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Malware & Threats Launches Free Malware Repository

A newly launched service from aims to make it easy for the community to share known malware samples and access additional intelligence on them. 

A newly launched service from aims to make it easy for the community to share known malware samples and access additional intelligence on them. 

Called MalwareBazaar, the service is provided for free for both commercial and non-commercial usage, and only collects known malware samples, which are then shared with the community. Only vetted malware samples are accepted, but not adware or potentially unwanted applications (PUA/PUP).

Using the service, anyone can download as many malware samples as they like, search for samples by malware family name, fuzzy hashing and tags, and access additional information about malware samples distributed via email by using spamtrap data. 

An extensive API for automation is also provided, along with support for the export of hashes, and daily malware batches available for download. 

The need for MalwareBazaar, the founder says, emerged from the fact that publicly available open source intelligence (OSINT), despite being a great resource for threat intelligence, doesn’t always allow researchers to also download referenced malware samples to perform their own analysis. 

“You need to register on gazillion different online anti-virus scanning engines, sandboxes or malware databases in order to finally obtain the malware sample you need for your analysis,” notes. 

Furthermore, researchers often find that some of the available platforms come with restrictions regarding the number of malware samples one can download daily, while others are available for paying users only.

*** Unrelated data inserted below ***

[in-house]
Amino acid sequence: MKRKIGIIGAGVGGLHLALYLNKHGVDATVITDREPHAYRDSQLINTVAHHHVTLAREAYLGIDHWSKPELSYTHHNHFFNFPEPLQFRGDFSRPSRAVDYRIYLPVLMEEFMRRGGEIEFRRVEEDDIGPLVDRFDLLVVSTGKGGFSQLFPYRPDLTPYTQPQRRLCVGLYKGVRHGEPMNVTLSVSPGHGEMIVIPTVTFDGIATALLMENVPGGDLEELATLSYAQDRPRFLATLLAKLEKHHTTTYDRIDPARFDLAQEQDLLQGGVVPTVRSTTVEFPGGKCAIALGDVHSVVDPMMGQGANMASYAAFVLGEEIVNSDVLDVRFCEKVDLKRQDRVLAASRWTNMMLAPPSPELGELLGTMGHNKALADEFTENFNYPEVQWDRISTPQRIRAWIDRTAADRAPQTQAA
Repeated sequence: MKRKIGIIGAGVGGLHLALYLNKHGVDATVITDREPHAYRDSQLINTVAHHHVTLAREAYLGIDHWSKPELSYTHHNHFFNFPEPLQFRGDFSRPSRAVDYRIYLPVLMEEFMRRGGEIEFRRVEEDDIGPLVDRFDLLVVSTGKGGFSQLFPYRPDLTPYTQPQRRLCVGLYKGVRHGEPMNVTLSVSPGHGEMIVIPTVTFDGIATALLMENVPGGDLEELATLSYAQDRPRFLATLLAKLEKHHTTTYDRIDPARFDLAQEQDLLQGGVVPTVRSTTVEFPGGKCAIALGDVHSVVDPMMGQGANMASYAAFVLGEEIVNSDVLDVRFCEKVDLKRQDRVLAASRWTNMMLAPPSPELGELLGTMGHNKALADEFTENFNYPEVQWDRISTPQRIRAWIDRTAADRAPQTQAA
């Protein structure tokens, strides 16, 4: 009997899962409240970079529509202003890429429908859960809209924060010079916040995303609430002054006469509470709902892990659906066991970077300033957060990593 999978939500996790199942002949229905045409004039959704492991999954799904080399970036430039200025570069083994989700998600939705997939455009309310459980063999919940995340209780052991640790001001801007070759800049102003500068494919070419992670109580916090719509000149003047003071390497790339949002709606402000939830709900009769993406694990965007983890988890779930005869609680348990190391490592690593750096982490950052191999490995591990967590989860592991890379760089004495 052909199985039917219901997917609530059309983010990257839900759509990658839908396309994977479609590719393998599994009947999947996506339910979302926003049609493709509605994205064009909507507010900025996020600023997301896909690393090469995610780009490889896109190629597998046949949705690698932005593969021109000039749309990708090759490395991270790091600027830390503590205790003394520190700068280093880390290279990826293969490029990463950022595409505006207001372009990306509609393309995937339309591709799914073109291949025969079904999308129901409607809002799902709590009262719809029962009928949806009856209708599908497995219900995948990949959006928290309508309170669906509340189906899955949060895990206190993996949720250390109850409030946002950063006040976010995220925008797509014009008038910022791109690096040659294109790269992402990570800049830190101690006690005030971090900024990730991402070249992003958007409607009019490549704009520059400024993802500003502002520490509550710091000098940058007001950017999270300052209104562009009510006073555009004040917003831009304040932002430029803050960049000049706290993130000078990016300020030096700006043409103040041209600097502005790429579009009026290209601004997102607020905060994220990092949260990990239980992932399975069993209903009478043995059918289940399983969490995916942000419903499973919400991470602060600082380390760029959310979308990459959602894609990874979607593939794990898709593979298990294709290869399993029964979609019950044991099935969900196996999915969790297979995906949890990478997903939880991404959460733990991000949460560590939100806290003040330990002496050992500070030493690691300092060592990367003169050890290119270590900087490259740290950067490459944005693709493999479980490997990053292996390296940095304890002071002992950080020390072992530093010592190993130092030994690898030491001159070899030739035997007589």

“This was the motivation for launching MalwareBazaar: A malware corpus where IT-security researchers can easily share malware samples with the community without hitting download restrictions all the time or having to pay expensive subscription fees,” explains. 

Unlike VirusTotal, MalwareBazaar does not feature a multi anti-virus scanner, but allows anyone to download submitted samples, for free (VirusTotal makes submitted files available to paying customers only). 

Furthermore, with only one third of the files uploaded to VirusTotal detected by at least one AV-engine, the remaining two thirds are likely benign files. MalwareBazaar, on the other hand, does not accept benign files. 

Related: New Project Informs Security Teams of Phished Users

Related: Community Project Crushes 100,000 Malware Sites in 10 Months

Related: Chronicle Unveils VirusTotal Enterprise

Written By

Ionut Arghire is an international correspondent for SecurityWeek.

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